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If javascript's object is just associative array, what makes it non-primitive as they have labeled it? It is certainly already built in. Its not like I'm creating my own concrete implementation of associative array before i begin coding on it.

According to wiki's quote:

Primitive data types or built-in data types are types that are built-in to a language implementation. User-defined data types are non-primitive types. For example, Java's numeric types are primitive, while classes are user-defined.

There is another quote

Primitive types are almost always value types, but composite types may also be value types.

Why is primitive type mostly value type and not reference type? it doesn't have any correlations to the first quote 'built-in data types are types that are built-in',

https://en.wikipedia.org/wiki/Primitive_data_type

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A term means exactly what the person using the term defines it to mean. No more, no less.

The ECMAScript Language Specification defines the term primitive value as follows:

4.4.5 primitive value

member of one of the types Undefined, Null, Boolean, Number, BigInt, Symbol, or String as defined in clause 6

If javascript's object is just associative array, what makes it non-primitive as they have labeled it?

Because the definition of primitive in the ECMAScript Language Specification says so.

According to wiki's quote:

Primitive data types or built-in data types are types that are built-in to a language implementation. User-defined data types are non-primitive types. For example, Java's numeric types are primitive, while classes are user-defined.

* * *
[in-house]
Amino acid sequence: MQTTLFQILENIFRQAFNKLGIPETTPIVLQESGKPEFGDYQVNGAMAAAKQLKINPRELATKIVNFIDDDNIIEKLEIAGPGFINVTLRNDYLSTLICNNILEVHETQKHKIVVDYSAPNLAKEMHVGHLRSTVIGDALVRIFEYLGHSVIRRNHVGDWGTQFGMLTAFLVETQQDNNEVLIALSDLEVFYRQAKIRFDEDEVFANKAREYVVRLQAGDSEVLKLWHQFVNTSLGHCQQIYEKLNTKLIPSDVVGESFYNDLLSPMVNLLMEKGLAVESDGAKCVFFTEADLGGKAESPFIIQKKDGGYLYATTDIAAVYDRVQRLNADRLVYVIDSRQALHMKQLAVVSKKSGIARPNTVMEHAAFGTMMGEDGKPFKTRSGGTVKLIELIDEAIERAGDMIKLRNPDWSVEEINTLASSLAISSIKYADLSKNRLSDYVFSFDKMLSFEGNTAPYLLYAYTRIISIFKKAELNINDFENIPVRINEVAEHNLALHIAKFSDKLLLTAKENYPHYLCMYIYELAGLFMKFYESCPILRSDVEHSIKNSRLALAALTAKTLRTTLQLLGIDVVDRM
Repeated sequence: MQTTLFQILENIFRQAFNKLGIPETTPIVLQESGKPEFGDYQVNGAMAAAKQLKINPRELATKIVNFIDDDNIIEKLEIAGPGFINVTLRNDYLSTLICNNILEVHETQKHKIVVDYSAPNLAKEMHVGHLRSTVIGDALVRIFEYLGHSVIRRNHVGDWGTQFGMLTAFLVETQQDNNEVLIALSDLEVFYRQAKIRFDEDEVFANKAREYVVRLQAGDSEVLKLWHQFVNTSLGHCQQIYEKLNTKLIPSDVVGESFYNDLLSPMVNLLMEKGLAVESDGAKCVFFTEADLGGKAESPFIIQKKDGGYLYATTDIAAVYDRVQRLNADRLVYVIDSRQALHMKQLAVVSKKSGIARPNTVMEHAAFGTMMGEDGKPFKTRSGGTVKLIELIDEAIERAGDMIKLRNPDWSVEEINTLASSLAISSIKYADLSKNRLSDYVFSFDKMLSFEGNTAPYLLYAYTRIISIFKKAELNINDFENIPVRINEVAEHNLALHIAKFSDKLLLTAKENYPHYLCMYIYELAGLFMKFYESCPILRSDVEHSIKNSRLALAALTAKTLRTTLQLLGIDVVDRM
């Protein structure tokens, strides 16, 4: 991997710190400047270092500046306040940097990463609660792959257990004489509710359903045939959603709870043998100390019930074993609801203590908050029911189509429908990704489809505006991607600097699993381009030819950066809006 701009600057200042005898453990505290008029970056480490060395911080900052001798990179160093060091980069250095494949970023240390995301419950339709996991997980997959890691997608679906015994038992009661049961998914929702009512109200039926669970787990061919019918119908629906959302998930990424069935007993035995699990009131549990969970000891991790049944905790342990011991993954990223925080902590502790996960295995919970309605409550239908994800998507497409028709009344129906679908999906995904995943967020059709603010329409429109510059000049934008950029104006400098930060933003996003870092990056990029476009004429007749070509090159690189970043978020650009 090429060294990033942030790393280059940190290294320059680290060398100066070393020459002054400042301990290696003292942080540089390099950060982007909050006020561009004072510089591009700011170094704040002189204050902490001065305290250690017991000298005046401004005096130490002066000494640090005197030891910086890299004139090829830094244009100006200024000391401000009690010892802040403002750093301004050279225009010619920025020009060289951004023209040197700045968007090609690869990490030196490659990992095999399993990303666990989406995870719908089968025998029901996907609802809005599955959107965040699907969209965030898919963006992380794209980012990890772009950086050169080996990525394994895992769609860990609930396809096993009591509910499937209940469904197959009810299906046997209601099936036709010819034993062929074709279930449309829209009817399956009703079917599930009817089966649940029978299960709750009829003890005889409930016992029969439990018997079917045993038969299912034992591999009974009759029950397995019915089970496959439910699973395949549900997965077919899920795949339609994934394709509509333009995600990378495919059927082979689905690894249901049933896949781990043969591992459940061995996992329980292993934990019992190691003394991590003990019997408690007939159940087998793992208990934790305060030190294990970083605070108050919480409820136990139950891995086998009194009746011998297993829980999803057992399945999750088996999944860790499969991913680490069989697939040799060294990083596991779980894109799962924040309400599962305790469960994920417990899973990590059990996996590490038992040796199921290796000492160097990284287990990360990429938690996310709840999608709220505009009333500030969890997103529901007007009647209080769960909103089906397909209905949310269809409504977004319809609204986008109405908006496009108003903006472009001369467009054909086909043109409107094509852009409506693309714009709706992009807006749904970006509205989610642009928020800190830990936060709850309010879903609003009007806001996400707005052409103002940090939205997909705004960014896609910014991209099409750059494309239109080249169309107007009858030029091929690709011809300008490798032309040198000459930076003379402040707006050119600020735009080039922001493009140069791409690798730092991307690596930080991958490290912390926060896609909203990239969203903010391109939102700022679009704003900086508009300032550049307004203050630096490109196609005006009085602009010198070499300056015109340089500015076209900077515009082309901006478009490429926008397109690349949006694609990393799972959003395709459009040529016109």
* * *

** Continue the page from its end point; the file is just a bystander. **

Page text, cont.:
There is another quote

Primitive types are almost always value types, but composite types may also be value types.

Why is primitive type mostly value type and not reference type? it doesn't have any correlations to the first quote 'built-in data types are types that are built-in',

If the two quotes don't agree, then the most likely reason is that they were written by two different people who use two different definitions of the term "primitive".

Essentially, what you have here is four understandings of what the term "primitive" means:

  • Yours,
  • ECMASCript's,
  • the first quote's author's, and
  • the second quote's author's.

Before you start comparing statements and conclusions between those four, you first need to verify that all of those four use the same definitions of the terms you are comparing. I.e. you need to make sure that all four (including yourself) use the same definitions for terms such as "primitive", "composite", "user-defined", "built-in", "value type", and so on.

Just as an example: the first quote defines "primitive types" to be the same as "built-in types" and contrasts it with "user-defined types". The second quote contrasts "primitive types" with "composite types". So, the first quote is concerned with who defines the type, the second quote is concerned with whether the type is made up of a single piece or multiple pieces.

Those two are completely different things, so it should be no surprise that they come to different conclusions: for example, Objects are built-in types in ECMAScript, therefore, they are primitive according to the first quote, but they are also composite which means they are not primitive according to the second quote, and we have already established that they are also not primitive according to the ECMAScript Language Specification.

Note: you wrote that you found those quotes on the Wiki, but I couldn't find them anywhere on the Wiki, so I was not able to examine the wider context.

By the way, this is in no way specific to primitive types or to Computer Science or even to Science in general. E.g. the term "football" means very different things even to speakers of the same language, e.g. people from the UK or people from the US. In Germany, "liberals" are people who advocate for small government, against government spending, against social security and public healthcare, whereas in the US, those would be called "conservative" and liberals are the exact opposite.

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